NSW Premier Gladys Berejiklian announced on Tuesday that she will not continue with the six country council mergers with cases before the courts.
However, those already in place will remain.
The attempted forced mergers of Blayney, Cabonne, and Orange; Bathurst and Oberon; Wollongong and Shellharbour; Newcastle and Port Stephens; Armidale Dumaresq, Guyra, Uralla, and Walcha; and Dungog and Maitland councils will not proceed, and each shire will remain it’s own separate council.
However, there is no such luck for those councils who did not take their forced mergers to the courts, including the Snowy Valleys Council, made up of the former Tumut and Tumbarumba shires.
Those who have already lost a court case, including Gundagai, will also remain merged.
“Since becoming Premier, the Deputy Premier and I have been travelling across NSW, listening to the views and considering the evidence,” Ms Berejiklian said.
“In addition to maintaining all existing mergers, we will push ahead with those councils in Sydney that are before the courts.”
The Premier and Deputy Premier said that mergers did not necessarily fit the profiles of regional councils – echoing the opinions of many locally that are against the amalgamation.
“Whilst there have been a number of significant improvements in merged regional councils, we accept that a one size fits all model does not always apply outside Sydney,” Ms Berejiklian said.
“The financial benefits over the next 20 years will be six times greater in the Sydney councils than those in regional areas.”
“Local councils in the bush have done their fair share to contribute to stronger local government in NSW, and today we draw a line under local government amalgamations in the regions,” NSW Deputy Premier and Leader of the NSW Nationals Party Mr Barilaro said.
“This decision has been made to ensure that we put an end to the confusion and uncertainty for those councils locked in drawn-out legal battles. I am looking forward to the local government elections in September to restore local decision-making to our regions.”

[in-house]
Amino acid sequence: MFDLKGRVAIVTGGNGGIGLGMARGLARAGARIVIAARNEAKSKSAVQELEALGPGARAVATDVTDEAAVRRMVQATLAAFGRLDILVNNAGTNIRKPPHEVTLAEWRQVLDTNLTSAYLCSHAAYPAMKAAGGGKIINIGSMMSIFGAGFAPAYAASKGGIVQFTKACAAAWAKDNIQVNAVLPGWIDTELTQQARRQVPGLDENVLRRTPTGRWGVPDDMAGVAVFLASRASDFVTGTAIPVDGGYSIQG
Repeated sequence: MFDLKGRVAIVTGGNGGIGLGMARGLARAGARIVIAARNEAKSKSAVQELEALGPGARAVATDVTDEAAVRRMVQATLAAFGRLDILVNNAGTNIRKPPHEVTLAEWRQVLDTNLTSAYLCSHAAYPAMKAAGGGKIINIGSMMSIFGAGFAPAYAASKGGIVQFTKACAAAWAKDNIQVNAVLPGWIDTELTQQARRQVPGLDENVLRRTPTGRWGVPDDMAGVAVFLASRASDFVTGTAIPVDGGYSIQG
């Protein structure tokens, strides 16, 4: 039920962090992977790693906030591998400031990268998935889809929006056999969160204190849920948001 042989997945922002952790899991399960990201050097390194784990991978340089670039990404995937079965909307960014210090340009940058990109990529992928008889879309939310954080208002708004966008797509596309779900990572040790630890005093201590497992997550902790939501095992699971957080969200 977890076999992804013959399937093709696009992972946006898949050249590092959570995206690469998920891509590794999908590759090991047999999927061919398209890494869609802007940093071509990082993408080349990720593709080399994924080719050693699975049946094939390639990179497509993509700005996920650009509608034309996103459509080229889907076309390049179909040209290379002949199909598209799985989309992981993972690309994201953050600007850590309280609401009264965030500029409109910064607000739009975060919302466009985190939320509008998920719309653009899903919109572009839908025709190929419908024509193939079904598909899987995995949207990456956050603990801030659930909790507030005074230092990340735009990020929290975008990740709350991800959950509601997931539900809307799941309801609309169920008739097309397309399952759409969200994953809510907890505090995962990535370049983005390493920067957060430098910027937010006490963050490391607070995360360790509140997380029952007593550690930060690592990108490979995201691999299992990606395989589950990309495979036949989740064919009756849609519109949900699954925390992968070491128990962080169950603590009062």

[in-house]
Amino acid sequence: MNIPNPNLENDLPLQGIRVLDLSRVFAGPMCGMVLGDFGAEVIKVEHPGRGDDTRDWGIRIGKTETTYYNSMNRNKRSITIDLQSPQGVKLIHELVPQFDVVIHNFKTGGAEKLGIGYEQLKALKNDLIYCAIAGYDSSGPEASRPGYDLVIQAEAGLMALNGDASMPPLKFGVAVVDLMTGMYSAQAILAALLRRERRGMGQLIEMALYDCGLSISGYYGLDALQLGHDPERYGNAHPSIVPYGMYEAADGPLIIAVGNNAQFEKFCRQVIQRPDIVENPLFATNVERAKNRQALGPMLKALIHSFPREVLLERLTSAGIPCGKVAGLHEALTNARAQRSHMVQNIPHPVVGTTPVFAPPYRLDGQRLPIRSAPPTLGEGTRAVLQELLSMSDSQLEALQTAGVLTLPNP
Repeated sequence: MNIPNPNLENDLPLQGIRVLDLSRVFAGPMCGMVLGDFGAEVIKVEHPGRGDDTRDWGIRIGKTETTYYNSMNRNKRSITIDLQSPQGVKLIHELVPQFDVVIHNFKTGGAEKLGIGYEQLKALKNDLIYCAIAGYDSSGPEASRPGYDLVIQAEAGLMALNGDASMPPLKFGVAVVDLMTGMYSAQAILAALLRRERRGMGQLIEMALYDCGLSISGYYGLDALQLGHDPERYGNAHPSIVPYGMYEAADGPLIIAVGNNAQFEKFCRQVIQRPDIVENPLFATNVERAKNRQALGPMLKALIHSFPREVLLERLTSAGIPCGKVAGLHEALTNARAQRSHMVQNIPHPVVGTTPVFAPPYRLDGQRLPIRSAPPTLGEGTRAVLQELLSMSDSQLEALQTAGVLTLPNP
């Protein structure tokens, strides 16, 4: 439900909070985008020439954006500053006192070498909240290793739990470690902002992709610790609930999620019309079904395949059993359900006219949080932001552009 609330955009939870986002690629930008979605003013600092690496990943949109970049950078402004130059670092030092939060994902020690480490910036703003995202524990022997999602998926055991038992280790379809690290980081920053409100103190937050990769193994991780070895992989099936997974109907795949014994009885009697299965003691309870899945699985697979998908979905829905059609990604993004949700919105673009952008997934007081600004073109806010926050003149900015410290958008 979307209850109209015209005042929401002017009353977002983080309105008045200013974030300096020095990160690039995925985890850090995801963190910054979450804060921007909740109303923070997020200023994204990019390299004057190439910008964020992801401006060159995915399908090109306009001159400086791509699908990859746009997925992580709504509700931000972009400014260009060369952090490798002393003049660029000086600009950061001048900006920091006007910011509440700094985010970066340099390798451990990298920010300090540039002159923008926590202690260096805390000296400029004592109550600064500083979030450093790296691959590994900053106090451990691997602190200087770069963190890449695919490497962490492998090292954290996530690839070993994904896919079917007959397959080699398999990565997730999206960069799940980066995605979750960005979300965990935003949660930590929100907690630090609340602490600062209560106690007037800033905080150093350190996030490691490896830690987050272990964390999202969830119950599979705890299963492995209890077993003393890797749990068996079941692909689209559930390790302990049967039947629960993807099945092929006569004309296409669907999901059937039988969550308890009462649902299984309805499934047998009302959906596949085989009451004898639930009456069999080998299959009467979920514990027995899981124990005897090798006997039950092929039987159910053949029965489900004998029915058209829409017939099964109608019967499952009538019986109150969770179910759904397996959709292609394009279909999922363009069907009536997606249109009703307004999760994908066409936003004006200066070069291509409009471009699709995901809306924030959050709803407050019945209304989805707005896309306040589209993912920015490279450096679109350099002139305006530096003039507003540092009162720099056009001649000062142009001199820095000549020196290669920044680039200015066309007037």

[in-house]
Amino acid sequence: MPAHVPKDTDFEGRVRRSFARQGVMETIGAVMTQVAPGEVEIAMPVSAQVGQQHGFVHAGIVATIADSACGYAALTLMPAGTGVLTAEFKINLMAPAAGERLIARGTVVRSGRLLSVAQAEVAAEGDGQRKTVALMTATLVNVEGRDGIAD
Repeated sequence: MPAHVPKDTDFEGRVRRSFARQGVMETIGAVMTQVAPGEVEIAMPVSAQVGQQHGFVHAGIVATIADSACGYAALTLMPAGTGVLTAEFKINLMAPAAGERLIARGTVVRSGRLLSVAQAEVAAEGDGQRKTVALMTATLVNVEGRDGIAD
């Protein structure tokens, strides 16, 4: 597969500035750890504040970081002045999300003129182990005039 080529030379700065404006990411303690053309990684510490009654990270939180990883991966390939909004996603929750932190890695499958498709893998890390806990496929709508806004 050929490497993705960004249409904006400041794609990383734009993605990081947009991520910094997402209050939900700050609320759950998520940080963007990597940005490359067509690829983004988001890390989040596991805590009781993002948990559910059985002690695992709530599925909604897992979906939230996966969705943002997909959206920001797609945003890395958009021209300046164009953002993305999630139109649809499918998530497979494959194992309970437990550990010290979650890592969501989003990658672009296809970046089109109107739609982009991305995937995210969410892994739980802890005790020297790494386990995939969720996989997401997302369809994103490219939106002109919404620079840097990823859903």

The resignation of former Premier Mike Baird, who spearheaded the forced local government amalgamations in May last year, and the reshuffling of the Local Government Ministry, reignited hopes in regional Australia that their mergers could be undone.
Now it seems that is only true for some.
The discontent surrounding the forced mergers is unlikely to go away, with representatives from the former Tumbarumba shire bussing to a mass protest against the amalgamations in Queanbeyan – John Barilaro’s electorate – last Friday.
Mr Barilaro vowed after the resignation of former Premier Mike Baird that he would “put an end to local government mergers in the bush.”
However, it seems that that only extends to mergers that have not already been initiated, and those in amalgamated shires that are unhappy with the decisions being made around them will just have to make do – or make their voices heard in the state election in 2019.
Sydney Councils with a merger before the courts are also not being let off, and their fate rests with the decision of the judiciary.
Burwood, Canada Bay and Strathfield; Hornsby and Ku-ring-gai; Hunter’s Hill, Lane’s Cove and Ryde; Mosman, North Sydney and Willoughby; and Randwick, Waverley and Woollahra councils currently have a case before various branches of the courts.
Woollahra is the electorate of new Local Government Minister Gabrielle Upton.
The Liberals face upcoming by-elections in two councils they are still attempting to forcibly merge.